Margery and Diggory, her aloof husband, walked into the Couples Counseling Group with matching unease. Also matching were the color of her dress and his tie; her purse and his belt and boots; and their wedding bands, untarnished, still shining bright.
But during the first few months of their marriage, their relationship had come to be slightly duller than before, a film of boredom and petty arguments covering an otherwise pristine courtship.
Diggory cared and wanted to maintain and strengthen their bond, but being aloof, rarely set plans into motion and allowed Margery the discretion on most decisions, big and small.
The Couples Counseling was recommended, and at Margery’s discretion, they went.
The room was in the back of an art gallery, so upon walking in they were instantly distracted by the decorated walls. The gallery had been running an expose of artworks based on The Letter “F”.
One painting showed “F”s of various colors and design melting across a family eating dinner around a diningroom table.
Another was simply a framed essay of one paragraph that had been written by the artists nephew. The grade was a beautifully imposed, calligraphic “F” inscribed in a fat, red marker just below the title. It could have been brushed on by a Confucian monk. The real artist, a 7th grade teacher, did not accept credit.
Margery and Diggory circled the room once, stopping at each piece before continuing to the back, where a circle of chairs, most taken by nervous couples, circled a circular coffee table, coffee, cups and creamer included.
Feeling dizzy, Margery and Diggory sat down. The chairs were tied together by the pair. The couples were introduced by the group leaders, a man and woman who were not a couple, but were the curators of the aforementioned exhibit.
“We will begin the session with something fun,” the female curator group leader began. “Has anyone ever done a trust fall?”
The group murmured replies. Margery and Diggory took their spots with the other couples, arranged into rows by the group leaders so that nobody would collide during the exercise.
The first fallers and the first catchers were decided: Geoff would catch his husband, Michael; Susan would catch her husband, Fred; Tristen would catch his wife, Ida; Nicole would catch Sasha; Aaron would catch Penelope; Monique would catch Brian. Diggory was to be caught by Margery.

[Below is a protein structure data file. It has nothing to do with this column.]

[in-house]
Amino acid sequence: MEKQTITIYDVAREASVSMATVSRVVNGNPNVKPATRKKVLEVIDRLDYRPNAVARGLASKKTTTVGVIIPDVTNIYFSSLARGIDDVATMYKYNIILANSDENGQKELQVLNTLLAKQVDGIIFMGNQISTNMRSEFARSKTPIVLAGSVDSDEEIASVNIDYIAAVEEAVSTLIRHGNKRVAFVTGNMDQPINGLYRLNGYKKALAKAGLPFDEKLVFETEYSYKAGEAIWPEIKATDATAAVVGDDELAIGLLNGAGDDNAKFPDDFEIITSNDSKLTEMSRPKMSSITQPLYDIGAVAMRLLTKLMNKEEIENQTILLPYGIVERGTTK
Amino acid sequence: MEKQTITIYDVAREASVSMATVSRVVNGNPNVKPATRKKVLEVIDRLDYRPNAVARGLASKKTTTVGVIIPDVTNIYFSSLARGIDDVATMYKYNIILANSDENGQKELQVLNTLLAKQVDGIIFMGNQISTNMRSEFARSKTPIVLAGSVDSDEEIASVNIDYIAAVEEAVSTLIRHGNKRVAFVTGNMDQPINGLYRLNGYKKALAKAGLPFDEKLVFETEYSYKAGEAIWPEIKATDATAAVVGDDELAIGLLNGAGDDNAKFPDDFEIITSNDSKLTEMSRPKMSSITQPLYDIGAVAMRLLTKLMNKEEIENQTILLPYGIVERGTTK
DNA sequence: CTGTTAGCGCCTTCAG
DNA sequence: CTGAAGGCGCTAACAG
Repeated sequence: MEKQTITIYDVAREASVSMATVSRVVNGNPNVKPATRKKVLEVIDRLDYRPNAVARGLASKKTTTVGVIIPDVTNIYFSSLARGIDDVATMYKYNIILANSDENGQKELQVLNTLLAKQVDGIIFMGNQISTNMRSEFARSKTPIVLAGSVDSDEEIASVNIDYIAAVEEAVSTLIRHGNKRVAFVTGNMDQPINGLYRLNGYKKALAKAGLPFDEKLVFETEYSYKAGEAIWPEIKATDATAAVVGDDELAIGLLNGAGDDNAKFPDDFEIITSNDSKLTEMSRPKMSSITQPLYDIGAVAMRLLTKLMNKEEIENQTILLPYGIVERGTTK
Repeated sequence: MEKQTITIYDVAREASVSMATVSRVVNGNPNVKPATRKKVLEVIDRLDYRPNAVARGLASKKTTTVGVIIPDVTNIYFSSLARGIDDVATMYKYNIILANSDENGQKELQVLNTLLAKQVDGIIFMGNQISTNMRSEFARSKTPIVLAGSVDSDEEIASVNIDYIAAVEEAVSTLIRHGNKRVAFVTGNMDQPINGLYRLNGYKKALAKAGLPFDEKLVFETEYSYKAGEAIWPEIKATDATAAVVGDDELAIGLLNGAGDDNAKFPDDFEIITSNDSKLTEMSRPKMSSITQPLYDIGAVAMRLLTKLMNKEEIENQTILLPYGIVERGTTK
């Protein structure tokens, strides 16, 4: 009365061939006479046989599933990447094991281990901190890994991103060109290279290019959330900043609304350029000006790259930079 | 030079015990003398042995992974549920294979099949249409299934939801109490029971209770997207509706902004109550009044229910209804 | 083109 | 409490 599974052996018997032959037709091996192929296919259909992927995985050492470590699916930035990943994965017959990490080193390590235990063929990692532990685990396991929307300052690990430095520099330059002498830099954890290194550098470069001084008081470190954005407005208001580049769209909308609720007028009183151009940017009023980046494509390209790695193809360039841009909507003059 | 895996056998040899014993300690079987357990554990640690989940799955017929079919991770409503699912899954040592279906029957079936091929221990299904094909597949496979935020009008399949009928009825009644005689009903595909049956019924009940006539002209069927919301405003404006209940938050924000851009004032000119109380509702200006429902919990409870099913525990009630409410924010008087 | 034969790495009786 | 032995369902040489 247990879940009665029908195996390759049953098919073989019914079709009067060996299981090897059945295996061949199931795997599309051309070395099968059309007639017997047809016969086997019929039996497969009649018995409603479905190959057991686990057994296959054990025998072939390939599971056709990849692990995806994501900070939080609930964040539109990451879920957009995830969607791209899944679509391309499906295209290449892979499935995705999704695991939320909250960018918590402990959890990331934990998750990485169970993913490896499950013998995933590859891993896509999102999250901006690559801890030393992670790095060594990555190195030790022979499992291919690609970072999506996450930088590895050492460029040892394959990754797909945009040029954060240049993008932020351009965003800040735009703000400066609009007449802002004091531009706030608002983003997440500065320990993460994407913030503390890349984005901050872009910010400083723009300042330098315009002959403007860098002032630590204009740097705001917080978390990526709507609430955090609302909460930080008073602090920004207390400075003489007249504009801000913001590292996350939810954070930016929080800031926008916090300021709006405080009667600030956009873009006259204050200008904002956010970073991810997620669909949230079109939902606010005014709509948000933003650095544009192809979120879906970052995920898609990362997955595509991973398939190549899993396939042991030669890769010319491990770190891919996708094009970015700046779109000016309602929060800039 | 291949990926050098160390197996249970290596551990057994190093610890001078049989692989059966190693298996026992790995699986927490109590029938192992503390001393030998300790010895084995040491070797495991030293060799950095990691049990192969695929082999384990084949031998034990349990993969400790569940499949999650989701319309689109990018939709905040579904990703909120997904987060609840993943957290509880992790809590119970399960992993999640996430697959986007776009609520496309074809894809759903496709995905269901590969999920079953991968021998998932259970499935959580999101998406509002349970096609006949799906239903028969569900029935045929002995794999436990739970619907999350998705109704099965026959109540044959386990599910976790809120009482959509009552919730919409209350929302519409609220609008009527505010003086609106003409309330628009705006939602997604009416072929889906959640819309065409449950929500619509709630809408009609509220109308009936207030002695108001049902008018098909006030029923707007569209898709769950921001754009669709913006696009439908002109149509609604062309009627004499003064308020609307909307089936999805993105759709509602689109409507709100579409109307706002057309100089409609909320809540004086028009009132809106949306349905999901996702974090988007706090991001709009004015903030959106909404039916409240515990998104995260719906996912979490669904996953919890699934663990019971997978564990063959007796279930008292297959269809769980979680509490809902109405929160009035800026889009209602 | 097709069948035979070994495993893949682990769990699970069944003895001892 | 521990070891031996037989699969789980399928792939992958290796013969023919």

The couples lined up for the game with silly smiles, feeling childish. The exercise was working, loosening the shoulders of each individual, strengthening the group during this most important first encounter.
“Sure you can catch me?” Diggory teased Margery.
“Sure can, Bony.”
Diggory was very angular, and taller than Margery, but Margery outweighed him. Not only that, but their habits differed in that Margery attended a biweekly yoga class and took regular trips to the gym, and Diggory did not. Diggory was, in fact, pretty lucky to be with a woman who was so active, him usually being so inert.
“Alright,” the male curator group leader said, “everyone ready?” The group murmured replies.
“Sure am,” Diggory chimed, winking at the instructors, then turning to wink at his wife standing behind him, giggling from the comically heightened tension in the room full of business-minded adults.
The group counted together, “ONE, TWO, THREE! GO!”
The front row of spouses tipped backwards on their heels. For a moment Diggory was suspended in a free fall that would end at best with a moderate concussion on the linoleum flooring, at worst with a fractured skull if not for Margery, his significant other, waiting there at his back to catch him.
Margery bent her knees, preparing to catch Diggory. She cut her giggling short, inhaled quick and sportily as she braced for the exhale of the catch, and at the last moment, just before Diggory landed safely in her arms, juked to the side.
Tall Diggory fell like a pine tree, but more accurately like a man expecting his own bed behind him. All that met him when he fell was linoleum, cold and unforgiving.
The landing blow knocked the air from his lungs with a sound that has no word, but onomatopoeically sounded something like: ‘Goooffuaaugck’. This was followed by his head smacking the floor with a solid thud. Everyone in the room jumped back at the sound, including Margery. Diggory’s gangly arms and legs settled around him at awkward angles.
The Couples Counseling Group all stared in horror for a brief moment at the unconscious man, perhaps dead. Then all eyes were on Margery, who started from the sudden attention, blushed, shrugged mischievously and burst into mad and ridiculous laughter.
No explanation was ever given.
In the future, the curators decided, the Couples Counseling Group would never again begin with an exercise in Trust.